Let $\displaystyle f:M \rightarrow M$ be a smooth diffeomorphism and $\displaystyle X, Y$ be smooth vectorfields on M. Why is it true that
$\displaystyle f_* [X,Y] = [f_*X,f_*Y]$? Here $\displaystyle f_*$ denotes the push-forward of f.
Let $\displaystyle f:M \rightarrow M$ be a smooth diffeomorphism and $\displaystyle X, Y$ be smooth vectorfields on M. Why is it true that
$\displaystyle f_* [X,Y] = [f_*X,f_*Y]$? Here $\displaystyle f_*$ denotes the push-forward of f.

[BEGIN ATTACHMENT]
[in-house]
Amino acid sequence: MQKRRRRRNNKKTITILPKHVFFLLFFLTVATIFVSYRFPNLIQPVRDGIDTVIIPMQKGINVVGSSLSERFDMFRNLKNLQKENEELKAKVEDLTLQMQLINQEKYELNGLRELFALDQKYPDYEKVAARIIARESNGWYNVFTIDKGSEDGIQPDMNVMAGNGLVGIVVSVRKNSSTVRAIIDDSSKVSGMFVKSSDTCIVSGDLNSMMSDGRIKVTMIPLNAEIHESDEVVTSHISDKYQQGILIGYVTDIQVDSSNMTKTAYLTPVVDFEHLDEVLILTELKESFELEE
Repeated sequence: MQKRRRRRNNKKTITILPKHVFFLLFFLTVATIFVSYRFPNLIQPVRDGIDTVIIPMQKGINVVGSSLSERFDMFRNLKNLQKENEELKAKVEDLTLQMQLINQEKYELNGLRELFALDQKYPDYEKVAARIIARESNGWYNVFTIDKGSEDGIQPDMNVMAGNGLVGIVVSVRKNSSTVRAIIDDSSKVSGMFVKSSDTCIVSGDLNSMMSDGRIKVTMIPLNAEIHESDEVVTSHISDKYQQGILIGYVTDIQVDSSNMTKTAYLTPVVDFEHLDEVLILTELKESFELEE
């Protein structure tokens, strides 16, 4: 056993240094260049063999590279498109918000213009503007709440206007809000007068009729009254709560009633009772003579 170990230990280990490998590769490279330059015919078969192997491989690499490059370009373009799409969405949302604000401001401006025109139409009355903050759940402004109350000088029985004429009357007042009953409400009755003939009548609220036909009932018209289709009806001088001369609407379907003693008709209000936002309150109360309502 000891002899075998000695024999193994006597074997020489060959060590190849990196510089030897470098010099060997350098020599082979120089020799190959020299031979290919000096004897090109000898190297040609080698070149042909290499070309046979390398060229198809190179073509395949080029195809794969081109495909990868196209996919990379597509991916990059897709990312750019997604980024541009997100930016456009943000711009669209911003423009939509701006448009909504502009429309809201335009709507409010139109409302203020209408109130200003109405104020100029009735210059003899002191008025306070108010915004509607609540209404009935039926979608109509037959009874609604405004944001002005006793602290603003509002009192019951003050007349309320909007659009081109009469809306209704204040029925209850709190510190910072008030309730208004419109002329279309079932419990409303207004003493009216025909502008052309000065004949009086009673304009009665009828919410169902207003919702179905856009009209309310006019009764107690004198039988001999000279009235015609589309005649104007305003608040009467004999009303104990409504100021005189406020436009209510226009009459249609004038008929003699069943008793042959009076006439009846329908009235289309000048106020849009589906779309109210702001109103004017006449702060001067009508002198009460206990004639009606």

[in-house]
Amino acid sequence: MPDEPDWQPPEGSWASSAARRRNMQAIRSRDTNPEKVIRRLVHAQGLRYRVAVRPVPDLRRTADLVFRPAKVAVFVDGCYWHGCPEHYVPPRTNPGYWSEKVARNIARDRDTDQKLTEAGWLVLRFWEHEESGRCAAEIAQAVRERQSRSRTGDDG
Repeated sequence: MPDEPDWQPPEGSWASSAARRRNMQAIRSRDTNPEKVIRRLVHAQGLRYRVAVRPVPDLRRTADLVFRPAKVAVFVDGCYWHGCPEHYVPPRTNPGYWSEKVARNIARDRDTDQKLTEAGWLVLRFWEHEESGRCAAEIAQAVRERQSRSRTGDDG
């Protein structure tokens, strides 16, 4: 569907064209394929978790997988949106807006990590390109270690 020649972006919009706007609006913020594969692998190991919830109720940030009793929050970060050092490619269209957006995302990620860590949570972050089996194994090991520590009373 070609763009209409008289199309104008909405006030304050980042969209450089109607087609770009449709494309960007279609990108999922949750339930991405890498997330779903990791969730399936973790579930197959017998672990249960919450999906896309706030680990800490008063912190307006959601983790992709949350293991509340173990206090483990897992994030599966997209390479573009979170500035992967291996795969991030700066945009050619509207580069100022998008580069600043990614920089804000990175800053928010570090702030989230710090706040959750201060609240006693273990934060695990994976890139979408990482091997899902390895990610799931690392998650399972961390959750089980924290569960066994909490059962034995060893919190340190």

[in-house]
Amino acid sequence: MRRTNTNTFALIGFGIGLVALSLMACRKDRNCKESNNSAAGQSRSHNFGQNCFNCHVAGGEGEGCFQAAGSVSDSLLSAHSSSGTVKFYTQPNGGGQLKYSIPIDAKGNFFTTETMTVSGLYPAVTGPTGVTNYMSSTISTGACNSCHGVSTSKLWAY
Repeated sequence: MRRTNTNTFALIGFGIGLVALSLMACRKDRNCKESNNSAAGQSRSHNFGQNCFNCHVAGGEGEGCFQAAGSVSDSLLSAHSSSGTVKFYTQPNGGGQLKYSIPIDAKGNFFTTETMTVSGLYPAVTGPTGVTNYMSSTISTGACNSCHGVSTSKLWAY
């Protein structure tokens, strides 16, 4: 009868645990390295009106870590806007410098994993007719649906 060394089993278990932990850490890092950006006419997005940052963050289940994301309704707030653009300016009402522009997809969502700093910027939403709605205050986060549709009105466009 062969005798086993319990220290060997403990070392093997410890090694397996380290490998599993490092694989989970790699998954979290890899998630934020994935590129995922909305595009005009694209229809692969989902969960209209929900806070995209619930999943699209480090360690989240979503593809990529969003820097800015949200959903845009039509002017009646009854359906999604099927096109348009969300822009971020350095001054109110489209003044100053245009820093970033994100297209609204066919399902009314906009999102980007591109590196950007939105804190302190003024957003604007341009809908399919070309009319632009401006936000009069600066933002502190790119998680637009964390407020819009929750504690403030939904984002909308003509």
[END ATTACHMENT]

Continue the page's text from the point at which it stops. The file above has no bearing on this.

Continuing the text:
Just unwind the definition.
Any smooth function g, and any point p,
$\displaystyle f_*(X)(g)$ is a smooth function and its value at f(p) is $\displaystyle f_*(X)(g)(f(p)) = X(g \circ f)(p) $, that is $\displaystyle (f_*(X)(g)) \circ f = X(g \circ f)$
Now $\displaystyle f_* [X,Y]_{f(p)}(g)=[X,Y]_p(g \circ f )$
$\displaystyle = X_p(Y(g \circ f)) - Y_p(X(g \circ f))$
$\displaystyle = X_p( (f_*(Y)(g)) \circ f ) - Y_p( (f_*(X)(g)) \circ f )$
$\displaystyle = f_*(X)_{f(p)}(f_*(Y)(g)) - f_*(Y)_{f(p)}(f_*(X)(g))$
$\displaystyle = [f_*(X),f_*(Y)]_{f(p)}(g)$